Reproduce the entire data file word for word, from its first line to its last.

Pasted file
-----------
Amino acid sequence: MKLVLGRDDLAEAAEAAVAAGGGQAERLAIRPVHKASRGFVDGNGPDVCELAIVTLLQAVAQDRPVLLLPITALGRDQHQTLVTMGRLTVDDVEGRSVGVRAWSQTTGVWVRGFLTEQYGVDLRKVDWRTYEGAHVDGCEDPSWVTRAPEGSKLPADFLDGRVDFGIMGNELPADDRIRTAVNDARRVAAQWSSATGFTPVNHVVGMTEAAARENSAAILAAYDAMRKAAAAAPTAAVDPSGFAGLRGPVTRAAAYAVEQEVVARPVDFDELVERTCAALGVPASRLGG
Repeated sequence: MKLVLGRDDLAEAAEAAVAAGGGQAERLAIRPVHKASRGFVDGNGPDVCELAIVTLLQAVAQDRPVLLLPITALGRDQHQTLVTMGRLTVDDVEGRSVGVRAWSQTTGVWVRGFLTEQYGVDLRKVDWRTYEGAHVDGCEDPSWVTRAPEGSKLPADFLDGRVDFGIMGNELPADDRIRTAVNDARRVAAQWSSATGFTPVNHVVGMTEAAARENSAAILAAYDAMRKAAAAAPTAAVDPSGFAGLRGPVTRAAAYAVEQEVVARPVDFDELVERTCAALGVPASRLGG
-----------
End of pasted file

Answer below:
Amino acid sequence: MKLVLGRDDLAEAAEAAVAAGGGQAERLAIRPVHKASRGFVDGNGPDVCELAIVTLLQAVAQDRPVLLLPITALGRDQHQTLVTMGRLTVDDVEGRSVGVRAWSQTTGVWVRGFLTEQYGVDLRKVDWRTYEGAHVDGCEDPSWVTRAPEGSKLPADFLDGRVDFGIMGNELPADDRIRTAVNDARRVAAQWSSATGFTPVNHVVGMTEAAARENSAAILAAYDAMRKAAAAAPTAAVDPSGFAGLRGPVTRAAAYAVEQEVVARPVDFDELVERTCAALGVPASRLGG
Repeated sequence: MKLVLGRDDLAEAAEAAVAAGGGQAERLAIRPVHKASRGFVDGNGPDVCELAIVTLLQAVAQDRPVLLLPITALGRDQHQTLVTMGRLTVDDVEGRSVGVRAWSQTTGVWVRGFLTEQYGVDLRKVDWRTYEGAHVDGCEDPSWVTRAPEGSKLPADFLDGRVDFGIMGNELPADDRIRTAVNDARRVAAQWSSATGFTPVNHVVGMTEAAARENSAAILAAYDAMRKAAAAAPTAAVDPSGFAGLRGPVTRAAAYAVEQEVVARPVDFDELVERTCAALGVPASRLGG